NPS Gestapo: Another Reason for Reform

Another benefit of eliminating the excessive and wasteful NPS bureaucracy would be the transfer of policing of national park areas from the federal government to local authorities.

At the political news site Capitol Hill Blue, journalist Doug Thompson describes his chilling encounter with armed NPS goons in his article American Gestapo:
For the last two years, the Park Service has brought in its "CIT" (Criminal Interdiction Team) from Asheville, North Carolina, to police crowds that use the Parkway to reach the [FloydFest] festival. . . .
As I drove towards the site Thursday, I passed two CIT Park Police officers that had pulled cars over and were forcing the occupants to pull everything out of the car so they could search coolers, back packs, luggage, glove boxes and consoles. 
I pulled off the road ahead of the second NPS patrol car, grabbed my camera and headed back to take a photo of the police action. As I approached, the Park Service officer wheeled around and pointed at me. 
"Sir, if you raise that camera to take a photograph I will place you under arrest," he barked.
I identified myself as a working journalist on assignment and said I was simply covering a news event.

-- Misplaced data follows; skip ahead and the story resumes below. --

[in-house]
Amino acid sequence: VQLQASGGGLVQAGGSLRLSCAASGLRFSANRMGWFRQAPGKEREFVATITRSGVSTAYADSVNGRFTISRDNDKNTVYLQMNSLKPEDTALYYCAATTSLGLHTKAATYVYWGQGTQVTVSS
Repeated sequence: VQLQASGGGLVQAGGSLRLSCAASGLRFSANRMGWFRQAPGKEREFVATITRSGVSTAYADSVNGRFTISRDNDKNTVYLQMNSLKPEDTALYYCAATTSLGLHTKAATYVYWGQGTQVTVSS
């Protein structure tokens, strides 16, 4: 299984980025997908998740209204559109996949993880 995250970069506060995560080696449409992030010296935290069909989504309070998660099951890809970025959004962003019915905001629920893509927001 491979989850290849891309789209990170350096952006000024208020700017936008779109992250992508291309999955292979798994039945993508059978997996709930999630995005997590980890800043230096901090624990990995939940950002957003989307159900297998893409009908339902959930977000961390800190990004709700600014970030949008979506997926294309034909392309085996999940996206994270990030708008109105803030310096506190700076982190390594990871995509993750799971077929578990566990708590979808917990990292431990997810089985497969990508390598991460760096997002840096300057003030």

"Sir," he retorted, "this is U.S. government property and under the provisions of the USA Patriot Act you cannot take photographs of official government activity without authorization. Put your camera down now!" 
I could not believe what I was hearing. . . . I asked for his badge number. He refused to reveal it. 
"Sir, you have 15 seconds to leave or you are under arrest." He had his hand on his gun so I left. . . .

At the festival, patrons told numerous horror stories about encounters that day with the Park Service Police. One young woman was pulled over because she had beads hanging from her rear view mirror. They detained her for more than an hour while they searched her car and found nothing. Another young man was stopped because he had a bolt missing from his license plate frame. When the cops found no drugs or alcohol, they ticketed him for "improper equipment."
Congressman Rick Boucher, after receiving many complaints, contacted the director of the NPS, and the Virginia State Police took over without incident.

With deregulation the power-mongering NPS law enforcement gestapo could effectively be replaced by local law enforcement agencies. Cutting off the diseased limb would prove the most effective way to eliminate abusive law enforcement practices in our national parks.